A Maple Grove investment adviser is ready to accept years in prison and financial ruin for stealing more than $2.25 million from nearly two dozen clients, then using the money to feed his lavish lifestyle.

Isaiah L. Goodman, 33, pleaded guilty Wednesday in U.S. District Court in Minneapolis to mail fraud in connection with the alleged scheme that stretched for roughly three years until November.

Goodman's plea agreement says that federal sentencing guidelines suggest prison time ranging from 5 ¼ to slightly more than eight years.

However, the prosecution and defense can argue at sentencing on June 29 for a longer or shorter term, and Judge Susan Nelson can adjust the prison time at her discretion.

The agreement also calls for Goodman to make full restitution for the $2,250,123 he stole from investors, and to forfeit to the federal government his homes in Plymouth and Maple Grove, two SUVs and any holdings in the businesses tied to his ill-gotten fortune.

Goodman's willingness to admit to the allegations backs up what his attorney, Joe Dixon, told the Star Tribune last week upon the criminal complaint being filed: that his client "takes full responsibility for his actions and is doing what he can to make amends."

On Thursday, Dixon added that Goodman in November "actually turned himself in to the U.S. Attorney's Office and notified them of his criminal conduct."

Dixon declined to say what occurred in November that compelled Goodman, who is married and has children, to confess what he did, saying, "I can't get into that right now. … He's cooperating and making his assets available."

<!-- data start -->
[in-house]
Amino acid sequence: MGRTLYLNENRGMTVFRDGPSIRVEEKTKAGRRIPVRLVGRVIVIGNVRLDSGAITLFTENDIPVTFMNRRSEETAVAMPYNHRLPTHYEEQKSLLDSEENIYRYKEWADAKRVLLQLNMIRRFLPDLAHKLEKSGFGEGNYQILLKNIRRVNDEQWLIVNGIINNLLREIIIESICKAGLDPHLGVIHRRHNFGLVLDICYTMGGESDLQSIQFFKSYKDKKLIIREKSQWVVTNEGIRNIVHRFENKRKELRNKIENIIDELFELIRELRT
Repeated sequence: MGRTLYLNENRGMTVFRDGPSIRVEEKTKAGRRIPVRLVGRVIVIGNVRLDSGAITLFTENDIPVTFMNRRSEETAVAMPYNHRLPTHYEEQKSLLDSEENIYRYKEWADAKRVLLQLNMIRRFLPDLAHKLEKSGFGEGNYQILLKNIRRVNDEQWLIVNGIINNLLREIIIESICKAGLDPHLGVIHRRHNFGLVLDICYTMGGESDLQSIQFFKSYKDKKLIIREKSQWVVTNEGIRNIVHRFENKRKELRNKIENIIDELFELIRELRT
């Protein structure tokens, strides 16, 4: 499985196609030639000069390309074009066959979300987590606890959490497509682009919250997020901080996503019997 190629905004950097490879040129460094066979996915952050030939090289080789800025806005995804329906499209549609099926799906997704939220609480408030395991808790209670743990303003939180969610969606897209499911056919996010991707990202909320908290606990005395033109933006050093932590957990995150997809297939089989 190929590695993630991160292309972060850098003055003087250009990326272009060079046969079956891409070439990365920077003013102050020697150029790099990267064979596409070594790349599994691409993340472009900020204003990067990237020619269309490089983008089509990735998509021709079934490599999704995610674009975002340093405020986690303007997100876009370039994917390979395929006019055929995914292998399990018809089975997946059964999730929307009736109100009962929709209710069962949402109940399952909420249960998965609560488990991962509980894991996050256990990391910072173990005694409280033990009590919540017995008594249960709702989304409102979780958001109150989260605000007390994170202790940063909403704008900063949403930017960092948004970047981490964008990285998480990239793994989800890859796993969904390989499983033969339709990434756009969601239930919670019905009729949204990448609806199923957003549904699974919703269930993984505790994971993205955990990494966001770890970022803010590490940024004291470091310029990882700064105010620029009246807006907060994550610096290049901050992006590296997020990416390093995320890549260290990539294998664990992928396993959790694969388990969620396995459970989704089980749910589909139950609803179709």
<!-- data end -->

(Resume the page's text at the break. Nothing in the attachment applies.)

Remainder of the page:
Prosecutors say Goodman made an array of purchases with money his 23 clients were led to believe would be put "into safe and secure investment accounts, such as individual retirement accounts and 401(k) retirement savings plans," the charging document read.

Instead, Goodman now admits that he spent much of the $2.25 million on plans to build a $1.7 million home in Plymouth, a $76,000 down payment on a $535,000 house in Maple Grove, $49,500 for a Ford Expedition, nearly $14,000 for a hot tub, $12,000 on a cruise vacation, $8,300 for fitness club memberships and $4,516 on jewelry from Tiffany.

Goodman, a registered investment adviser and broker, swindled his clients while operating Becoming Financial Group Inc., Becoming Financial Advisory Services and MoneyVerbs, a business that claimed to provide customers with financial guidance through an internet-based app.

Paul Walsh • 612-673-4482